Image as foregoing text.

The formal comment deadline for Planning Application 23/02685/FUL passed on Tuesday 28th November 2023. However public comments can still be uploaded to the the Greater Cambridge Shared Planning Portal – and will be taken into account – right up until the date of the Cambridge City Council Planning Committee meeting at which this application will be considered, which has not yet been scheduled.


More about Friends of St Matthew’s Piece

Local residents have been fighting to protect and conserve local amenity and environmental assets via Friends of St Matthew’s Piece since 30th April 2020 – and, before that, via Petersfield Area Community Trust, since 1998). Friends of St Matthew’s Piece stand on the shoulders of the giants who, 100 years earlier, in 1898 had established St Matthew’s Piece. This included planting the magnificent London Plane trees that provide all of us with such wonderful benefits today.


Blogposts on other issues concerning St Matthew’s Piece


If you would like to join Friends of St Matthew’s Piece or assist in any of the issues raised in this blogpost, kindly hosted by Mill Road Bridges, please email Friends of St Matthew’s Piece.

Musical Christmas Party…

?? The Peg Leg Pub Band have the answer. And they’re coming to Mill Road! And the gig is open to a all… And it’s only £10 on the door! ? ????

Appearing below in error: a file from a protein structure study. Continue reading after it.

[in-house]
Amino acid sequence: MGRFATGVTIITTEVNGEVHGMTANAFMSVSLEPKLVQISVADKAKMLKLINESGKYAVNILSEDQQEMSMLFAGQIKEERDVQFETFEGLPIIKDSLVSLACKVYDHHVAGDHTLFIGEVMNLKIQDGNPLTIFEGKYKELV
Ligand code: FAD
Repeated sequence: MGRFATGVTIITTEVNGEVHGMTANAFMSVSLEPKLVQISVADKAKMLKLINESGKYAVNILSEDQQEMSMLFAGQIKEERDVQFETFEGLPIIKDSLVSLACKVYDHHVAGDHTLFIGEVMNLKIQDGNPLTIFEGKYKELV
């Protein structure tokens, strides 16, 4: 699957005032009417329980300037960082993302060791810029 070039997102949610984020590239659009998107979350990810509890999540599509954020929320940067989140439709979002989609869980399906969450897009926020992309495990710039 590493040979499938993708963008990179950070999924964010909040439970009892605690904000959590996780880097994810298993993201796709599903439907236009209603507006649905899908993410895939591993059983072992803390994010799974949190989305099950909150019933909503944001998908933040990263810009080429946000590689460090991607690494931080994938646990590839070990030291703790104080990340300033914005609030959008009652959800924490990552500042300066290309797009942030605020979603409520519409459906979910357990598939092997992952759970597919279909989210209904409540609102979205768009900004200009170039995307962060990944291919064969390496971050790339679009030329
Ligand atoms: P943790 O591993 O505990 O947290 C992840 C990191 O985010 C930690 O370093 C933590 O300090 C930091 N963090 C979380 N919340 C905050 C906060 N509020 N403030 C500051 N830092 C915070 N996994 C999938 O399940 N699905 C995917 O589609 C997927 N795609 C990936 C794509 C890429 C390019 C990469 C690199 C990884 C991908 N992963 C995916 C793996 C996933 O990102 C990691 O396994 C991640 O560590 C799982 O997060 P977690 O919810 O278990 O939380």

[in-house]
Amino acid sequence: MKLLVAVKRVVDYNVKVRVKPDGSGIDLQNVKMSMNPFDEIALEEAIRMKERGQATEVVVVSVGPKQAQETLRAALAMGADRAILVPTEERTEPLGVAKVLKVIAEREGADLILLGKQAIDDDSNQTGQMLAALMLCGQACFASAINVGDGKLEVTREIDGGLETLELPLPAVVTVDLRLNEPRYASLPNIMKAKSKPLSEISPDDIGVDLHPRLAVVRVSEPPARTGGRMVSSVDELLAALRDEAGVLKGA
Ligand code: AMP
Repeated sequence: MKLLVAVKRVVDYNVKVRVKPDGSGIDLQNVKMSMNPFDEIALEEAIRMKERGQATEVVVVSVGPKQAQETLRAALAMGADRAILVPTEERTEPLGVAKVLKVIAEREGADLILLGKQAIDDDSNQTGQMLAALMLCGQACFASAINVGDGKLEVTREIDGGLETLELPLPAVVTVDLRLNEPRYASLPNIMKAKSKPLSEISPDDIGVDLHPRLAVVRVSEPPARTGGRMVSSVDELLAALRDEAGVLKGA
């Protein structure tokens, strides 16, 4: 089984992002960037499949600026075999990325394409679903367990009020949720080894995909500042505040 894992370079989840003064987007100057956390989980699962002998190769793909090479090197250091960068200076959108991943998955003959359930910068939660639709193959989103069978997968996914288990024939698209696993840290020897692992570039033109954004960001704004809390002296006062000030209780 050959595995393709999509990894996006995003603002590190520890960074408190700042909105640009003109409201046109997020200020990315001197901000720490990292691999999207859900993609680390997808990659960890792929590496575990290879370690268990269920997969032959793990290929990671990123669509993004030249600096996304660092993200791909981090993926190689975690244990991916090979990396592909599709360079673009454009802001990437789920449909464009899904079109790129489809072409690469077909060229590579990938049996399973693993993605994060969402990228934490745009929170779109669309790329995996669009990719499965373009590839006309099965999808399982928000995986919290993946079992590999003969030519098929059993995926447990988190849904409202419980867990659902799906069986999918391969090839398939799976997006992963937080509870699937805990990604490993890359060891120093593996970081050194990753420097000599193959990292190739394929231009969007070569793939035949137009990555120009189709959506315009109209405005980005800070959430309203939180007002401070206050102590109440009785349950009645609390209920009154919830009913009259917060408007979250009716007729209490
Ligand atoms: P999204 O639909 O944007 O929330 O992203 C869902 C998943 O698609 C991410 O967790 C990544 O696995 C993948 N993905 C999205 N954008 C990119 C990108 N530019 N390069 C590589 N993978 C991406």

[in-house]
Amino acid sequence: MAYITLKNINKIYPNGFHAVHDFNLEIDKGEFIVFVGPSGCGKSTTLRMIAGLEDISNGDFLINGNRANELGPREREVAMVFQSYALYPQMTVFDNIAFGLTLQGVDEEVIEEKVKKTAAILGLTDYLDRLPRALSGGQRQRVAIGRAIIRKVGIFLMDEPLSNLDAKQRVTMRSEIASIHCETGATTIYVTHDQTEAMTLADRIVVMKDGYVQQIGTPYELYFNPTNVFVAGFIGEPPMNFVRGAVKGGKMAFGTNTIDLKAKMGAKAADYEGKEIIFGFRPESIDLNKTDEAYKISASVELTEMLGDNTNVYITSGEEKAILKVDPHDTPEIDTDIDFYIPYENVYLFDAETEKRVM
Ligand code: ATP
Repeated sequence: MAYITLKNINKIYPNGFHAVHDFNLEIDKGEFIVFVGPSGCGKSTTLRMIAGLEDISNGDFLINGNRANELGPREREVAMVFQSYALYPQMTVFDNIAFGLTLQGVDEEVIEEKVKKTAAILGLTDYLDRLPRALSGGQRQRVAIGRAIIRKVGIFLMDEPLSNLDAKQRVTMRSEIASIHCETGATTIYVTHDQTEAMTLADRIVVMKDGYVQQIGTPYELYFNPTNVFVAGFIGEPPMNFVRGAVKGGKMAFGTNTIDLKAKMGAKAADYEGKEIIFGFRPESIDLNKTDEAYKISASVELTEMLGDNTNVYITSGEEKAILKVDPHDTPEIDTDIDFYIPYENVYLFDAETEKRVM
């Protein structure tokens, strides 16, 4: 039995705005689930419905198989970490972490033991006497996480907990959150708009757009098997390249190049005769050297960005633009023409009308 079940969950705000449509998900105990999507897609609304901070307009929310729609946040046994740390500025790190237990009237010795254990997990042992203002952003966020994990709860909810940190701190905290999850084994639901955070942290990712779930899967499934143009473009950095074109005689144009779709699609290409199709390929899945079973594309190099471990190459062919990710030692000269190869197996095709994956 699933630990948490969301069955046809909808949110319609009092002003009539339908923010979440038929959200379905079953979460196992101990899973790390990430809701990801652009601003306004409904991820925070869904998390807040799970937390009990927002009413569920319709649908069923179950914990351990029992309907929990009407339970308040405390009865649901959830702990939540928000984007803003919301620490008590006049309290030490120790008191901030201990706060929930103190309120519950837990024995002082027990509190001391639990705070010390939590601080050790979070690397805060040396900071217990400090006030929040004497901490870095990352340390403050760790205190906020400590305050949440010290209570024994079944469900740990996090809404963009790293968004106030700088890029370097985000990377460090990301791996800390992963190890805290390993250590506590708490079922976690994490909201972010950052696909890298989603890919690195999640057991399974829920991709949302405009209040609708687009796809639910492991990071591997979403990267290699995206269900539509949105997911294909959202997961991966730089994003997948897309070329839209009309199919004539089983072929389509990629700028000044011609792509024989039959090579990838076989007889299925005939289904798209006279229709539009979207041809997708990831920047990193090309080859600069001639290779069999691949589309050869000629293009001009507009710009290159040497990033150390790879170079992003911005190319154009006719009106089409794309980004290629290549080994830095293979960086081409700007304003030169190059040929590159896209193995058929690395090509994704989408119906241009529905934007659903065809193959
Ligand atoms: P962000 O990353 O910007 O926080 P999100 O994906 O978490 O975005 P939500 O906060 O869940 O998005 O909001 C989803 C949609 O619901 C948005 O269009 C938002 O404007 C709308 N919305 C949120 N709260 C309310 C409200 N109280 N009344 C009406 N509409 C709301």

as caption
Four of the band, in action.
Christmas Party
In aid of the Red Cross
PEG LEG PUB BAND
Toe-Tappin’ Hand-Clappin’ Finger-Snapin’ Thigh-Slappin’ Musical Fun
  
The Salisbury Club, 272 Mill Road from 8pm, Saturday 16th December 2023 Tickets £10 on the door
Click the image to download a printable PDF of this poster

I have never had a night in the pub as enjoyable as this one

Lisa, the Black Horse, Swaffham Bulbeck, New Years Eve 2022

Find out more about The Peg Leg Pub Band.

St Matthew’s Piece Trees – Saved!

Graphic: Three trees , worker wielding chainsaw crossed out
Text: Out three St Matthew’s Piece Trees – Saved!

At the 1st November 2023 Cambridge City Council Planning Committee meeting, the three 125-year-old threatened London Plane Trees along Sturton Street were vigorously and successfully defended.


Relief after Cambridge park’s mature trees saved from the chop By Alex Spencer, Cambridge Independent, 01 November 2023


Around 40-50 members of the public lined the outer rows of seats in the main Council chamber. Some carried banners and placards, which were held aloft throughout. 

Powerful and clear speeches in strong defence of the trees were given by Friends of St Matthew’s Piece, by all three of our Petersfield ward Councillors – Councillor Mike Davey, Labour, Leader of the Council; Councillor Richard Robertson, Labour; Councillor Katie Thornburrow, Labour, Executive Councillor for Planning, Building Control and Infrastructure – and also by Councillor Jean Glasberg, Newnham, Green Party, Green & Independent (Spokes) for Communities, Open Spaces and City Services, Climate Action and Environment.

Aerial view of the three trees

Several of these speeches cited recent incisive legal input from the highly respected expert planning solicitor Richard Buxton. This is not the first time Richard has been key to protecting St Matthew’s Piece. See March & July 2007 in – St Matthew’s Piece Timeline 1890–2020 (Click to open in Google Docs.)